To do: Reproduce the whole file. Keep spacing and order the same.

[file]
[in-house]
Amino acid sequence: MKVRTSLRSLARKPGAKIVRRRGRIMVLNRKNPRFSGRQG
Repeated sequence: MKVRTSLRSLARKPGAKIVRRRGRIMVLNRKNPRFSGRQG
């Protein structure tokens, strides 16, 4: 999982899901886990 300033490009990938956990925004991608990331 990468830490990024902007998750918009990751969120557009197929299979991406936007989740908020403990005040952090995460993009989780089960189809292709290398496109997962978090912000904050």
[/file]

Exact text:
[in-house]
Amino acid sequence: MKVRTSLRSLARKPGAKIVRRRGRIMVLNRKNPRFSGRQG
Repeated sequence: MKVRTSLRSLARKPGAKIVRRRGRIMVLNRKNPRFSGRQG
């Protein structure tokens, strides 16, 4: 999982899901886990 300033490009990938956990925004991608990331 990468830490990024902007998750918009990751969120557009197929299979991406936007989740908020403990005040952090995460993009989780089960189809292709290398496109997962978090912000904050």